Neuroscience

Emotion, Cognition, and Behavior

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Science  23 Feb 2001:
Vol. 291, Issue 5508, pp. 1449-1451
DOI: 10.1126/science.291.5508.1449e

One of the functions of the limbic system is the coordination of emotion and cognition. Anatomical and physiological studies have shown that three structures of the limbic system—the prefrontal cortex, the amygdala, and the nucleus accumbens—are connected and speak to one another.

Jackson and Moghaddam have analyzed the interaction of these areas in detail. Electrical stimulation of the basolateral nucleus of the amygdala increased glutamate release in the prefrontal cortex and in the nucleus accumbens. In contrast, dopamine efflux was upregulated only in the prefrontal cortex and not in the nucleus accumbens. If, however, glutamatergic neurotransmission in the prefrontal cortex was blocked, there was a subsequent increase in dopamine release in the nucleus accumbens. Dopaminergic neurotransmission in the nucleus accumbens is known to contribute to goal-directed behavior, and these results suggest that the prefrontal cortex modulates the consequences of amygdala activity by suppressing dopamine release in the nucleus accumbens. — PRS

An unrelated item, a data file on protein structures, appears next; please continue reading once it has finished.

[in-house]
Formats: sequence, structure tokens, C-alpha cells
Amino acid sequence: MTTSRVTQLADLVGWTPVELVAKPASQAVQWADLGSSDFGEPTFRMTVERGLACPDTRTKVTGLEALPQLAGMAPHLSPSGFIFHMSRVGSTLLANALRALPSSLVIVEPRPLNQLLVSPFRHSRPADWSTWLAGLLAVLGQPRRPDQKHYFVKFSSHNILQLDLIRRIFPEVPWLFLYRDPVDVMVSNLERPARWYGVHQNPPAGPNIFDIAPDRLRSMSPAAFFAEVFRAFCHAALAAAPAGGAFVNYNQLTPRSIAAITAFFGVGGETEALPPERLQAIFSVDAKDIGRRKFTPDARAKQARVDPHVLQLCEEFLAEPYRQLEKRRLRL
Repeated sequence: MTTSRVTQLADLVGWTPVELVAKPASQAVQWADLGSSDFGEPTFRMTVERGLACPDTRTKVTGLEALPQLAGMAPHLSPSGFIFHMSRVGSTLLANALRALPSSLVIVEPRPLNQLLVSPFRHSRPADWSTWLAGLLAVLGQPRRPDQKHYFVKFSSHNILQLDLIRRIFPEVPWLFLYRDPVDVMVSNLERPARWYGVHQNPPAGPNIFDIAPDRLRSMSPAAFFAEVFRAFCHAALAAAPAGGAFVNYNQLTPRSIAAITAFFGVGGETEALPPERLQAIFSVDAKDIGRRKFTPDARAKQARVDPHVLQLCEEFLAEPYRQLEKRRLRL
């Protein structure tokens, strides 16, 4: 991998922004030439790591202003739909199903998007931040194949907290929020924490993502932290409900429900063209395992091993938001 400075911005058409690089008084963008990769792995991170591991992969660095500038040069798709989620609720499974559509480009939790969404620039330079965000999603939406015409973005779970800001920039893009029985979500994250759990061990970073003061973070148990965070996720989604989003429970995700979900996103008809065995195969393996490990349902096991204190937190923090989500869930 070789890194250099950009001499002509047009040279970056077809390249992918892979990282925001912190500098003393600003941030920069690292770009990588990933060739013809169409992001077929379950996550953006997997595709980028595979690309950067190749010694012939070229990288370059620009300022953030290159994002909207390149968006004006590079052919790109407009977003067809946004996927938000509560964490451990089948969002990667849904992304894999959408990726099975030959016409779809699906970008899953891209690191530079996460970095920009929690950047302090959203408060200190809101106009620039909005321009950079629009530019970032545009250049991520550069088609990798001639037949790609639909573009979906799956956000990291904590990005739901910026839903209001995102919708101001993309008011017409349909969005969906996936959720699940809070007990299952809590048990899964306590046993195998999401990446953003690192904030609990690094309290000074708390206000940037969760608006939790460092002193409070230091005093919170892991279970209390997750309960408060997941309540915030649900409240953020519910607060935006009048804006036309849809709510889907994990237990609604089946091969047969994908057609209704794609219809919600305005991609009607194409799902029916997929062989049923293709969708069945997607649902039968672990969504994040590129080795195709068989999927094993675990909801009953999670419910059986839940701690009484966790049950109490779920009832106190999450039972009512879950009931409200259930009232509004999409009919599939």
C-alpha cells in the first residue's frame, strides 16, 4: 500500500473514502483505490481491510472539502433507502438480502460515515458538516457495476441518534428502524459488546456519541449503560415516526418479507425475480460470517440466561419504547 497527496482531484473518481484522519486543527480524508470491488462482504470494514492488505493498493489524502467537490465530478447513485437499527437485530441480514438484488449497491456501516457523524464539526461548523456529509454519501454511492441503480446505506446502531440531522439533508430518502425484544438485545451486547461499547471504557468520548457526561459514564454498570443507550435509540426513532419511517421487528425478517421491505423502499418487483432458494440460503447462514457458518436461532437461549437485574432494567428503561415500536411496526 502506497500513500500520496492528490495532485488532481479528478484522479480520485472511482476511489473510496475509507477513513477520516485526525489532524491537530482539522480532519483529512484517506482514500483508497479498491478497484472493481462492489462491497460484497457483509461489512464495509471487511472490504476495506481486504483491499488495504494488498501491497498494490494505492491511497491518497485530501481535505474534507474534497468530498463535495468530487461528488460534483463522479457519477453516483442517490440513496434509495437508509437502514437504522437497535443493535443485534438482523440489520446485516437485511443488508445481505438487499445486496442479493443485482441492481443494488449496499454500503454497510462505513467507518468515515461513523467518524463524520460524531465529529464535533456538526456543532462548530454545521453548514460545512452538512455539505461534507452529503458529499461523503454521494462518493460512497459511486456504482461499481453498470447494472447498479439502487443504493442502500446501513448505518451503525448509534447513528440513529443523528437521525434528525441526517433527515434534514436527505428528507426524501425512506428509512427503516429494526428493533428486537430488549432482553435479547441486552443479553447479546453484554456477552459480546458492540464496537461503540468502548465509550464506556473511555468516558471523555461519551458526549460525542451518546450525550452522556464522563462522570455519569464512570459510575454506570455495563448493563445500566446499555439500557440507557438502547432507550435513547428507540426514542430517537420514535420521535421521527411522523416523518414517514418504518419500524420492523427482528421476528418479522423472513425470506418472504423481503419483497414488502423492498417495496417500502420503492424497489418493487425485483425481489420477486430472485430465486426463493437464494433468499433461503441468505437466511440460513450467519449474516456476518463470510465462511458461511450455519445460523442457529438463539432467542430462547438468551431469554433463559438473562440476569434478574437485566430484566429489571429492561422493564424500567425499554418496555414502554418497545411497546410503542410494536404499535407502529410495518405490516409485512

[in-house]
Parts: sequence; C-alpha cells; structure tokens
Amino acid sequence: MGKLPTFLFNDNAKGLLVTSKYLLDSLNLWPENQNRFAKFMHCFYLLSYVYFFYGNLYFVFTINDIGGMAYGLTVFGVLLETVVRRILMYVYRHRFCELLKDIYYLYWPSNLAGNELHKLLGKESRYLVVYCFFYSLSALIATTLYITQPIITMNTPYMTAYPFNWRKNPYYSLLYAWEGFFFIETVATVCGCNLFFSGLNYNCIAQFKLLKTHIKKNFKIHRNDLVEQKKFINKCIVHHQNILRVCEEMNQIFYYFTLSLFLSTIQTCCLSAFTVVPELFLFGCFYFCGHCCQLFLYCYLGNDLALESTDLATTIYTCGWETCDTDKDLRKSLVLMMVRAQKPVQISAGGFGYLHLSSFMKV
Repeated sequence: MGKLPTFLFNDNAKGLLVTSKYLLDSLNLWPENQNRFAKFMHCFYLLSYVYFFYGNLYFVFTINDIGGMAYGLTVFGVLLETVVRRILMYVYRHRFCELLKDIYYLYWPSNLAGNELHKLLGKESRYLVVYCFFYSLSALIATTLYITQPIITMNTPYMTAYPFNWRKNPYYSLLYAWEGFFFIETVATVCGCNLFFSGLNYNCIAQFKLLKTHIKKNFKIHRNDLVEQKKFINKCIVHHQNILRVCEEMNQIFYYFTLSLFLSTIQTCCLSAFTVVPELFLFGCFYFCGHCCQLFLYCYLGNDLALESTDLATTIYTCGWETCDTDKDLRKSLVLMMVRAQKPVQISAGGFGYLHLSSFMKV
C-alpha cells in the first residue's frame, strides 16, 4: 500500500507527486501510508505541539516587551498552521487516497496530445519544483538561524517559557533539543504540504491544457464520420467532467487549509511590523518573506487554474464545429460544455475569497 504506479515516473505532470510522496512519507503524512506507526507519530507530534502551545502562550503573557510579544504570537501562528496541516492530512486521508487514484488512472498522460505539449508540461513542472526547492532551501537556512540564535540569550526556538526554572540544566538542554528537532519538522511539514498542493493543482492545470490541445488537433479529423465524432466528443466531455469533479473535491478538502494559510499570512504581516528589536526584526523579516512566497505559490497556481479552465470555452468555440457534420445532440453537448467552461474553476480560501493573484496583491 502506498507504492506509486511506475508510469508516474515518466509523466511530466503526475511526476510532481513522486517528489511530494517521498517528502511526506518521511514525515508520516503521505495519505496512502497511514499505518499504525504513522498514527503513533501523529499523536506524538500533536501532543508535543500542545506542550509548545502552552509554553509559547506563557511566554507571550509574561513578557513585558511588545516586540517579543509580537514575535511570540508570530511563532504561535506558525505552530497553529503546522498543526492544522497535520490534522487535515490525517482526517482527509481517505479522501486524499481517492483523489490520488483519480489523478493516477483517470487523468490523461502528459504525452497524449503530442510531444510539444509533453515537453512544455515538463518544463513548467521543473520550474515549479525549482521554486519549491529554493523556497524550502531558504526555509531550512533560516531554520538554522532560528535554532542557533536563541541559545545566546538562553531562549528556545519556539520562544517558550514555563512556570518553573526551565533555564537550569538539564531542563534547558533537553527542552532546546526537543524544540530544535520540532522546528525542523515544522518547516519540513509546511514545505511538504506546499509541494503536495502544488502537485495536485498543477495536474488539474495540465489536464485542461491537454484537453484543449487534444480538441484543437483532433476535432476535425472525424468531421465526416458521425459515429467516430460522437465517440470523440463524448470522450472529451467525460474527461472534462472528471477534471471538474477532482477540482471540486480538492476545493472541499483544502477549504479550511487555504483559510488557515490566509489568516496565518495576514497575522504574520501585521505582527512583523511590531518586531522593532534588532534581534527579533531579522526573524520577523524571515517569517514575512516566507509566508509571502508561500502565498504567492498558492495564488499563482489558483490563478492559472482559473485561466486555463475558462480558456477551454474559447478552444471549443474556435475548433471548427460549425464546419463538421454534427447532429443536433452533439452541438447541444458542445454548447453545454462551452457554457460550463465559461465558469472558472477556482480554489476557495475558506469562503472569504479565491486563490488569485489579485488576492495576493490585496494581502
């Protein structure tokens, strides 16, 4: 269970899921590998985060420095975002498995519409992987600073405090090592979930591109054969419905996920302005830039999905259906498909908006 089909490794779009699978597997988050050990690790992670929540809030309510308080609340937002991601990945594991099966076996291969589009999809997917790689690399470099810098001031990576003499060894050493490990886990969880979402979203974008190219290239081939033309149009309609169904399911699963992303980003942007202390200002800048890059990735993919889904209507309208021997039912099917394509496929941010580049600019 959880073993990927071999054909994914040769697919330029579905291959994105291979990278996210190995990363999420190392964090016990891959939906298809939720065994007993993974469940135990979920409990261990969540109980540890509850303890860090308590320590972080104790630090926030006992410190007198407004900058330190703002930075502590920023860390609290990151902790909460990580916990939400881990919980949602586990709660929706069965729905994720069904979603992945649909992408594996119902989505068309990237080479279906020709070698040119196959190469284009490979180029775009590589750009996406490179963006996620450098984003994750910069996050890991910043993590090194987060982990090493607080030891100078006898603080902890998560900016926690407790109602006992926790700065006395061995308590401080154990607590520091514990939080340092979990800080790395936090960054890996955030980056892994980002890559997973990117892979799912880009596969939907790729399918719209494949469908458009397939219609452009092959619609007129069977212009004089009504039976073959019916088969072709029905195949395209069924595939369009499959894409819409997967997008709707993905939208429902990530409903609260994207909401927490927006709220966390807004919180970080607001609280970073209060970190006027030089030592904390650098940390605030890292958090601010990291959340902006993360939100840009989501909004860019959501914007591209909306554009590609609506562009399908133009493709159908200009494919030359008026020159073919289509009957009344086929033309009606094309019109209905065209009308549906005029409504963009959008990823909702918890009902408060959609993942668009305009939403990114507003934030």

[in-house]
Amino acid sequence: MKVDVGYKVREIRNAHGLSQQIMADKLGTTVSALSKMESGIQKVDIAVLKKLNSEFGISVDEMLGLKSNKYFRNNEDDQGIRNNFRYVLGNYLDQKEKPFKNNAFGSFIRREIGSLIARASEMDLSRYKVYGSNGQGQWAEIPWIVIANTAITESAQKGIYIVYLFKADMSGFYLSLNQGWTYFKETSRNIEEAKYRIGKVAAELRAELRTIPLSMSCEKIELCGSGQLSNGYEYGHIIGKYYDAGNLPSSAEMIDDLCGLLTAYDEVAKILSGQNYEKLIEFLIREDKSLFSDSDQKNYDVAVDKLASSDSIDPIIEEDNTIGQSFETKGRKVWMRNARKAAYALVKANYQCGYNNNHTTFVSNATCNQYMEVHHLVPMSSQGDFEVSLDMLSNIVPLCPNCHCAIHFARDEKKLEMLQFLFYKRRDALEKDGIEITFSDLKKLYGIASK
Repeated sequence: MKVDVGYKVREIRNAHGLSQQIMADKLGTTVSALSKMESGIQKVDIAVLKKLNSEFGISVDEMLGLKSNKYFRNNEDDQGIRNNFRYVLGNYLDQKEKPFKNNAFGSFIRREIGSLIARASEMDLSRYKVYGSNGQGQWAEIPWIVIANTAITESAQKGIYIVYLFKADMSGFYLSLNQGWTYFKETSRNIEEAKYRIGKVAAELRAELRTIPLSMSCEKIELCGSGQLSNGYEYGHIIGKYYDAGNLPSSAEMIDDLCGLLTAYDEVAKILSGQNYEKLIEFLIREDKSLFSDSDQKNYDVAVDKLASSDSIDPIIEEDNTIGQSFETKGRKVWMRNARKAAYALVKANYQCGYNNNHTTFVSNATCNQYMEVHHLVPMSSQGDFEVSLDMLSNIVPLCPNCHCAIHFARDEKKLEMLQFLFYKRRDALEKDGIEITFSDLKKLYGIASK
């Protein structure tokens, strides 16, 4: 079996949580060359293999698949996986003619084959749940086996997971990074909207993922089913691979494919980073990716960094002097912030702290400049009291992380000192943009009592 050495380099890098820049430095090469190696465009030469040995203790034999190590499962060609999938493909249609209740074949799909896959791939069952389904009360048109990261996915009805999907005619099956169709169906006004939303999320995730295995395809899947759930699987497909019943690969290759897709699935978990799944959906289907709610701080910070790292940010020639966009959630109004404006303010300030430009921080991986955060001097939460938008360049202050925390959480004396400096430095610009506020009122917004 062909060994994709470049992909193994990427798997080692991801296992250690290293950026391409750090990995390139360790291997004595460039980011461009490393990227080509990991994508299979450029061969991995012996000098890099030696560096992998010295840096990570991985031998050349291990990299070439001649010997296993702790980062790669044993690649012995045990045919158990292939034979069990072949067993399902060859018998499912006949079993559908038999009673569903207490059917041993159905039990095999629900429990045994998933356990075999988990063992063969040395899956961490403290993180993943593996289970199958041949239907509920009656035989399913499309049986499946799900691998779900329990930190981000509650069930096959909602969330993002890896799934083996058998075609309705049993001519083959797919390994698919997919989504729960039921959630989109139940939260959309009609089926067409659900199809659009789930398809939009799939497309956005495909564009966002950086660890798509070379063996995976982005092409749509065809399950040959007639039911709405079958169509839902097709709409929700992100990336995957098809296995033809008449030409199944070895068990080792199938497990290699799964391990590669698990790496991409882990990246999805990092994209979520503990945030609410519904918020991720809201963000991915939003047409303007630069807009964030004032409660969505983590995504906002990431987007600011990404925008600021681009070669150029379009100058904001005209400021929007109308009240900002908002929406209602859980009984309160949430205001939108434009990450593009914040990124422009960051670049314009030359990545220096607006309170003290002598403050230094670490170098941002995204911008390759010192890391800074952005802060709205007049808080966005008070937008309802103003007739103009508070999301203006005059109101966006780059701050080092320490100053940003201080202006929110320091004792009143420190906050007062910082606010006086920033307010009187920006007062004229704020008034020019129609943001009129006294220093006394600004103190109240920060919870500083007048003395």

J. Neurosci.21, 676 (2001).

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